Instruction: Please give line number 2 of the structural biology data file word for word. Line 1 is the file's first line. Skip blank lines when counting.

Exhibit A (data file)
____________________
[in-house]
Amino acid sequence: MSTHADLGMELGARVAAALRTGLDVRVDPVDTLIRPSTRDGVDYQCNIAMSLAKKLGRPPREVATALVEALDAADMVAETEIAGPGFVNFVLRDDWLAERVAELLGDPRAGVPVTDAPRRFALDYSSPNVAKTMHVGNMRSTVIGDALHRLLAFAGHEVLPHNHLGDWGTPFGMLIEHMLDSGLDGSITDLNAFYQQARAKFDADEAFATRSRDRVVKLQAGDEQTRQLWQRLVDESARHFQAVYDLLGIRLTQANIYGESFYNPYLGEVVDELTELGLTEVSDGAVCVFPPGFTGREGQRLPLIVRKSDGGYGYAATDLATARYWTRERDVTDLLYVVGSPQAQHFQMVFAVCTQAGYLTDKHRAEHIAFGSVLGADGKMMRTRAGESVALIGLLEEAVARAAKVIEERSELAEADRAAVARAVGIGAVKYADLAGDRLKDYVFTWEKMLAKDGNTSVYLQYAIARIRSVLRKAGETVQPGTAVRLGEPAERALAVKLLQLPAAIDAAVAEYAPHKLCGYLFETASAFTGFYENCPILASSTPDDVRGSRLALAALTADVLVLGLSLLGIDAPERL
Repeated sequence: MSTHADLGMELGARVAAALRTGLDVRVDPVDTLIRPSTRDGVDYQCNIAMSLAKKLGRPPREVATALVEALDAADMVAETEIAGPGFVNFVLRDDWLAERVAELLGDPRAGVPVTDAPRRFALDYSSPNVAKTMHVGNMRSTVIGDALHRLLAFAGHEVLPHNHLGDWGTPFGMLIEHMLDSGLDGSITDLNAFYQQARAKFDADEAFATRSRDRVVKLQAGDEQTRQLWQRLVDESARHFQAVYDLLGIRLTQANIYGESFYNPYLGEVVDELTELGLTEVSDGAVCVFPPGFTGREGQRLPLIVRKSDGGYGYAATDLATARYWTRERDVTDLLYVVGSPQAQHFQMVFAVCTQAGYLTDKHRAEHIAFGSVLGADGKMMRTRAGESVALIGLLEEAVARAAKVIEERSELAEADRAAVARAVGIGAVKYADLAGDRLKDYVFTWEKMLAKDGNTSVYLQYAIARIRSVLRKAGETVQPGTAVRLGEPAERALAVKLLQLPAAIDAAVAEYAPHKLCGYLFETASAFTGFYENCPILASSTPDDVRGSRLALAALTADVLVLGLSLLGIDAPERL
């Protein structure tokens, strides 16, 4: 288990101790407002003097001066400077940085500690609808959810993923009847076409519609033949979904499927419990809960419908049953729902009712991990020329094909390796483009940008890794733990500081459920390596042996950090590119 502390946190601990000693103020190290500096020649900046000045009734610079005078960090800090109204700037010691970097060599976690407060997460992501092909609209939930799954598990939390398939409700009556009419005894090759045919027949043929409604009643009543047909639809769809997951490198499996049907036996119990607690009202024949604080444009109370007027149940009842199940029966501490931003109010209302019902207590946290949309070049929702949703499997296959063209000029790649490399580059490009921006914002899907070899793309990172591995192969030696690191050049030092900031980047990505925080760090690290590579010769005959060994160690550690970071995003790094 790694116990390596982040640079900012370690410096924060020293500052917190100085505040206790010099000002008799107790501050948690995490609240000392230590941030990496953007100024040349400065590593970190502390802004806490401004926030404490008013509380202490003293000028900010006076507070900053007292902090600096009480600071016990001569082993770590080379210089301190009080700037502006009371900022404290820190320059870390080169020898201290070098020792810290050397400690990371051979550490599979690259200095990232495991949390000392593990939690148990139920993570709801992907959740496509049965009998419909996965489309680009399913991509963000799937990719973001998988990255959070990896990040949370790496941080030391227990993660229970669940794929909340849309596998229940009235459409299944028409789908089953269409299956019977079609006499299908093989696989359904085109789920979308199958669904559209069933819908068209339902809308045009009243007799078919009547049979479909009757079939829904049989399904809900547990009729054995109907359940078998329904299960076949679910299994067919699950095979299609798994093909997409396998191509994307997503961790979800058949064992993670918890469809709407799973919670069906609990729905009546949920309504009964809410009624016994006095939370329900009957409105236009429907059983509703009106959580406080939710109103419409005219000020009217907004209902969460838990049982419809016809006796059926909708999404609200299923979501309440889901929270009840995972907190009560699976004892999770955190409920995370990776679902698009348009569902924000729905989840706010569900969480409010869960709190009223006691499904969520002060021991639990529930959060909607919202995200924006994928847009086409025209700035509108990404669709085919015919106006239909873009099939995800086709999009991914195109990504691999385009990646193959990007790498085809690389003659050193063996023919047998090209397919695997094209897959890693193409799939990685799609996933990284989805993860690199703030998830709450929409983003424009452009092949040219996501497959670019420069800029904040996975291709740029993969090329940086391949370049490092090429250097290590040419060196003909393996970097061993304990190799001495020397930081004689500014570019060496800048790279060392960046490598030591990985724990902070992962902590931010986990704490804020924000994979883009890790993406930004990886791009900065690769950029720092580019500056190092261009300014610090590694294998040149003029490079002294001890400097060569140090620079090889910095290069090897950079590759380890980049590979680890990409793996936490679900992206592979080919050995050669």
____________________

Amino acid sequence: MSTHADLGMELGARVAAALRTGLDVRVDPVDTLIRPSTRDGVDYQCNIAMSLAKKLGRPPREVATALVEALDAADMVAETEIAGPGFVNFVLRDDWLAERVAELLGDPRAGVPVTDAPRRFALDYSSPNVAKTMHVGNMRSTVIGDALHRLLAFAGHEVLPHNHLGDWGTPFGMLIEHMLDSGLDGSITDLNAFYQQARAKFDADEAFATRSRDRVVKLQAGDEQTRQLWQRLVDESARHFQAVYDLLGIRLTQANIYGESFYNPYLGEVVDELTELGLTEVSDGAVCVFPPGFTGREGQRLPLIVRKSDGGYGYAATDLATARYWTRERDVTDLLYVVGSPQAQHFQMVFAVCTQAGYLTDKHRAEHIAFGSVLGADGKMMRTRAGESVALIGLLEEAVARAAKVIEERSELAEADRAAVARAVGIGAVKYADLAGDRLKDYVFTWEKMLAKDGNTSVYLQYAIARIRSVLRKAGETVQPGTAVRLGEPAERALAVKLLQLPAAIDAAVAEYAPHKLCGYLFETASAFTGFYENCPILASSTPDDVRGSRLALAALTADVLVLGLSLLGIDAPERL